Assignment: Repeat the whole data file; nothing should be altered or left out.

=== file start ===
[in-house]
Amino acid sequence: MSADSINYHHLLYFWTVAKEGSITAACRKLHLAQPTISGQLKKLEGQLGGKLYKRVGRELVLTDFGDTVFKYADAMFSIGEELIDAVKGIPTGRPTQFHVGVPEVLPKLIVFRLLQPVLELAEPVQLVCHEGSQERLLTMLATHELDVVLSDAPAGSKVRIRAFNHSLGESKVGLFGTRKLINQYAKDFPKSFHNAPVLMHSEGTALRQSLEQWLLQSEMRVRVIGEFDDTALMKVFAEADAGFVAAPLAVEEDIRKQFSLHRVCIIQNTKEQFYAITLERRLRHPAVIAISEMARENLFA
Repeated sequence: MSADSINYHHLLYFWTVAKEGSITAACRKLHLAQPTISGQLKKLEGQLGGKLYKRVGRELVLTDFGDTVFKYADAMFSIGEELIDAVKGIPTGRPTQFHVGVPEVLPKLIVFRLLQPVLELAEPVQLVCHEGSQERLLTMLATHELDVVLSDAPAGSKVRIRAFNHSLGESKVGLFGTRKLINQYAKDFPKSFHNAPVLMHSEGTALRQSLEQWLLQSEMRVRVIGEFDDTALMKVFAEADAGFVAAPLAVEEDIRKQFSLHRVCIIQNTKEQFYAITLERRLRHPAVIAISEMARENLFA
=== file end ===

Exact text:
[in-house]
Amino acid sequence: MSADSINYHHLLYFWTVAKEGSITAACRKLHLAQPTISGQLKKLEGQLGGKLYKRVGRELVLTDFGDTVFKYADAMFSIGEELIDAVKGIPTGRPTQFHVGVPEVLPKLIVFRLLQPVLELAEPVQLVCHEGSQERLLTMLATHELDVVLSDAPAGSKVRIRAFNHSLGESKVGLFGTRKLINQYAKDFPKSFHNAPVLMHSEGTALRQSLEQWLLQSEMRVRVIGEFDDTALMKVFAEADAGFVAAPLAVEEDIRKQFSLHRVCIIQNTKEQFYAITLERRLRHPAVIAISEMARENLFA
Repeated sequence: MSADSINYHHLLYFWTVAKEGSITAACRKLHLAQPTISGQLKKLEGQLGGKLYKRVGRELVLTDFGDTVFKYADAMFSIGEELIDAVKGIPTGRPTQFHVGVPEVLPKLIVFRLLQPVLELAEPVQLVCHEGSQERLLTMLATHELDVVLSDAPAGSKVRIRAFNHSLGESKVGLFGTRKLINQYAKDFPKSFHNAPVLMHSEGTALRQSLEQWLLQSEMRVRVIGEFDDTALMKVFAEADAGFVAAPLAVEEDIRKQFSLHRVCIIQNTKEQFYAITLERRLRHPAVIAISEMARENLFA